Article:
Could malpractice reform save the US healthcare system?
It's a scenario most people have considered at least once. Patient A is hoisted onto Dr. B's operating table. Knife slips and causes massive injury -- and unlimited pain and suffering -- to Mr. A. Should the resulting monetary compensation be unlimited, as well? Or should monetary damages be capped to help doctors feel more comfortable in high-stakes situations, leading to better patient outcomes and possibly helping to keep America's ever-rising health care costs in check? The debate's been raging for decades, and while it's shown no signs of letting up in recent years, some say the current atmosphere of change in the health care system makes the time ripe for compromise.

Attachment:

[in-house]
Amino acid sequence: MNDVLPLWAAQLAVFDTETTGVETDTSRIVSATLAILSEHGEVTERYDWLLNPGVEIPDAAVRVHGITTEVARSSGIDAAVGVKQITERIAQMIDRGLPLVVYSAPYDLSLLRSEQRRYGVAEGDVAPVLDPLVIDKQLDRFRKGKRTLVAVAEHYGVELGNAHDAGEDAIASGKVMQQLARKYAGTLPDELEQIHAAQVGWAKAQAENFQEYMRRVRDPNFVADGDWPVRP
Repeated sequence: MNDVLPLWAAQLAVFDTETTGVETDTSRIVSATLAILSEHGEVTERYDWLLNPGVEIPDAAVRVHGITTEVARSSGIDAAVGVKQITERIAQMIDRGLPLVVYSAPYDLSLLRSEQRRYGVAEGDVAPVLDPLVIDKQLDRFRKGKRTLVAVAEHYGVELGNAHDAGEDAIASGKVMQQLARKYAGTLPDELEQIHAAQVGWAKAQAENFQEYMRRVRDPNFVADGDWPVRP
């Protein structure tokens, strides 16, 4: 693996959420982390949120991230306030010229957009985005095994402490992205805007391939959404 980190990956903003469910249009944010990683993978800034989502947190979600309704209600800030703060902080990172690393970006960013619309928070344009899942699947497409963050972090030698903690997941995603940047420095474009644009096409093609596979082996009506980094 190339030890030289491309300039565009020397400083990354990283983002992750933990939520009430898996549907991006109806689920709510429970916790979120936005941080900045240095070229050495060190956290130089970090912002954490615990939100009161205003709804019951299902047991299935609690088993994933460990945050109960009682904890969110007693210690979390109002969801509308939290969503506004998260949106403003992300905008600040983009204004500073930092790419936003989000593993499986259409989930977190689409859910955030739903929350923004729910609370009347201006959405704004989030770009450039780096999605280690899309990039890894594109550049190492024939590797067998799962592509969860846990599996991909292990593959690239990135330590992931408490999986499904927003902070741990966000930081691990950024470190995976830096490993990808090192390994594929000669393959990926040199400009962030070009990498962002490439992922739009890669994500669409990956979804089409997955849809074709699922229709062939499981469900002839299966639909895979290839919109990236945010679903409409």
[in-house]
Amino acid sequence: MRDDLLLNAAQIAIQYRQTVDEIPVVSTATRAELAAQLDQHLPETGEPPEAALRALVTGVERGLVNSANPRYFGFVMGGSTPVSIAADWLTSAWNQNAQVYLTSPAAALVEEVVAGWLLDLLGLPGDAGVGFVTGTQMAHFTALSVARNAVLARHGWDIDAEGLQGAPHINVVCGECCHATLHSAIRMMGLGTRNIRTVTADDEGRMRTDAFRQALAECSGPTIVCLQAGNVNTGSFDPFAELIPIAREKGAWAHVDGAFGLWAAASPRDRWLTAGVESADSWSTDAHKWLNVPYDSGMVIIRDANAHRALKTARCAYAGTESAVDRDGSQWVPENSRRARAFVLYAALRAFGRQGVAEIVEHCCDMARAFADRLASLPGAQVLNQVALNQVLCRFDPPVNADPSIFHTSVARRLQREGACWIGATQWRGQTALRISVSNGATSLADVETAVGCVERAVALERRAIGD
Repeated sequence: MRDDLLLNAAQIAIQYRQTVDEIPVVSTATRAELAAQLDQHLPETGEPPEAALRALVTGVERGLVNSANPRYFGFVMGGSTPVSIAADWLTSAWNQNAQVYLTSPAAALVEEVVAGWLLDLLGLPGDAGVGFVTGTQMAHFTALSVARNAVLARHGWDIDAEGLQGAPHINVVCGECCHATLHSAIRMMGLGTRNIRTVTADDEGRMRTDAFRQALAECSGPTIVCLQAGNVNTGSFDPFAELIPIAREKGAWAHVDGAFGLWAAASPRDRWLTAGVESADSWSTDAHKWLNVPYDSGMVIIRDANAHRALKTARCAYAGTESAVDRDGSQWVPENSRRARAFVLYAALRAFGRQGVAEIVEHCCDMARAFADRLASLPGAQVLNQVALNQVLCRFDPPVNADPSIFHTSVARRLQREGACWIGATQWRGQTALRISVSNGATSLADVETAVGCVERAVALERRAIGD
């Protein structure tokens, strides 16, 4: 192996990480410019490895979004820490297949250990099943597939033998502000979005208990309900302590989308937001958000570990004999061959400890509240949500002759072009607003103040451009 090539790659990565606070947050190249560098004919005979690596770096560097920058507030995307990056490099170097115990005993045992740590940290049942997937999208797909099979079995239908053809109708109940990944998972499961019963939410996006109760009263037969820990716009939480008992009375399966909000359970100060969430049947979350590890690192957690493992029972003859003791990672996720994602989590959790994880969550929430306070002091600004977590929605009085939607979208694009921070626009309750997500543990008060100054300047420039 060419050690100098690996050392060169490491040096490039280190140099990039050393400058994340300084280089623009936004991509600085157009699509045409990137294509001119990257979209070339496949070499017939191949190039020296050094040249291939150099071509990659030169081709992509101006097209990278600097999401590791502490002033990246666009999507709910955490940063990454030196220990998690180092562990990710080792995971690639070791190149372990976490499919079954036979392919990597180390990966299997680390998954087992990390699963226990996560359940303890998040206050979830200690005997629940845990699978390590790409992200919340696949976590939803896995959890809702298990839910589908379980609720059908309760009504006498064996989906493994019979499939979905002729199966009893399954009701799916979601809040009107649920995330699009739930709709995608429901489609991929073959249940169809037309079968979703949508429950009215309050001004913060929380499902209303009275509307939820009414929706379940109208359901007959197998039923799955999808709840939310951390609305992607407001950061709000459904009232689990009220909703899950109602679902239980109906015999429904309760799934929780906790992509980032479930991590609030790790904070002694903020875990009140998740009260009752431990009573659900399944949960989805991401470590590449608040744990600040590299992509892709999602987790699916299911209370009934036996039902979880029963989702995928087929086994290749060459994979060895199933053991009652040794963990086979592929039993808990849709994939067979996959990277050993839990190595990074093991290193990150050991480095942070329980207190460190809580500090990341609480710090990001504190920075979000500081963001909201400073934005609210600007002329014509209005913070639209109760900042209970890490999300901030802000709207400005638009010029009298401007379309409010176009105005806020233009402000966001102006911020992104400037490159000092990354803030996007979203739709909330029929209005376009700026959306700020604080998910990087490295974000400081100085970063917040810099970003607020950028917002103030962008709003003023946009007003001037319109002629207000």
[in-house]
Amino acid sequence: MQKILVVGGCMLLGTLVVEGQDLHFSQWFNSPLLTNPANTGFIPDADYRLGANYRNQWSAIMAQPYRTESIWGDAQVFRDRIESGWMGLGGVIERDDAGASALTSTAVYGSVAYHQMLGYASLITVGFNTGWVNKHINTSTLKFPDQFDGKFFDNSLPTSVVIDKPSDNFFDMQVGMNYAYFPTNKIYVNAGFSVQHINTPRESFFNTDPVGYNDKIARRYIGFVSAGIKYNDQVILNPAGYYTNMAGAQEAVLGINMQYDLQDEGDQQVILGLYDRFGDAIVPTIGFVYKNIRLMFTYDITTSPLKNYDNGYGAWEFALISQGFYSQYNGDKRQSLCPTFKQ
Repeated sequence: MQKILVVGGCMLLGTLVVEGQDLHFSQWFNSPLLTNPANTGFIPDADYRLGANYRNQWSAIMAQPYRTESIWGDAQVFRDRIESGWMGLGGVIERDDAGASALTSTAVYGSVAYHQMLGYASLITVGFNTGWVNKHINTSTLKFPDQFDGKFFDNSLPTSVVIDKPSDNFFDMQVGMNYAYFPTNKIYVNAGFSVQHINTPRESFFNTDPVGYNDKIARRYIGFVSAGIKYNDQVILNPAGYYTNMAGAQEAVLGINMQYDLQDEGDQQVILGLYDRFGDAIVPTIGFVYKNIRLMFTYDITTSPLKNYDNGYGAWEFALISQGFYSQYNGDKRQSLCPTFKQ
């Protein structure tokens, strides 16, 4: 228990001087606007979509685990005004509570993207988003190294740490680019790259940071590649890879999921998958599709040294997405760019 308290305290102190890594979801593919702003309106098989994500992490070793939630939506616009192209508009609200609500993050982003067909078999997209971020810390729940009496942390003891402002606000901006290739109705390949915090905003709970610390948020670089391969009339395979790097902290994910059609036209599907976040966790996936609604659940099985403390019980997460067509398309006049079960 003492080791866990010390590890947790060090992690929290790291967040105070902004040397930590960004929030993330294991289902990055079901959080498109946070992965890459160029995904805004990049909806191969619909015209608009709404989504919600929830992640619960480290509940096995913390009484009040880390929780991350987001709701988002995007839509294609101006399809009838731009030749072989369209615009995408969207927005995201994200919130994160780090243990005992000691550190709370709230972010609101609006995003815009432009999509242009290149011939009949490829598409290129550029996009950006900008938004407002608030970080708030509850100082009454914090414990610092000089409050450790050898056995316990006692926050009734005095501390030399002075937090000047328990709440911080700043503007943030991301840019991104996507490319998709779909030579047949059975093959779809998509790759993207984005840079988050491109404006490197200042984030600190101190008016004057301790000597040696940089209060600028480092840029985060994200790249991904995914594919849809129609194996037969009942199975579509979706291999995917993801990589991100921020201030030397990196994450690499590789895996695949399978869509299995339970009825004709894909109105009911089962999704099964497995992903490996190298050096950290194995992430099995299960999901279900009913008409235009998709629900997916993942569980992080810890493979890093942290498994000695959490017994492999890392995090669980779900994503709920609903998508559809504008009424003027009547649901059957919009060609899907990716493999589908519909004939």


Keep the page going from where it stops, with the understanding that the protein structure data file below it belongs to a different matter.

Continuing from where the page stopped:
- 1 in 5 Eligible Hospitals Penalized for HACs
- 'Mega Boards' Could be Rural Healthcare Disruptor
- 12 Hires to Keep Your Hospital Out of Trouble
- Meaningful Use Payment Adjustments Begin
- HL20: Lee Aase—Who's Behind @MayoClinic
- No Boost to NFP Hospital Bond Ratings from Medicaid Expansion
- HL20: Peter Semczuk, DDS, MPH—Taking on the Big Challenges
- Ratcheting Up Patient Experience Has a Downside
- HL20: Rebecca Katz—Cooking Up Sustainable Nourishment
- Top 3 Nursing Lessons of 2014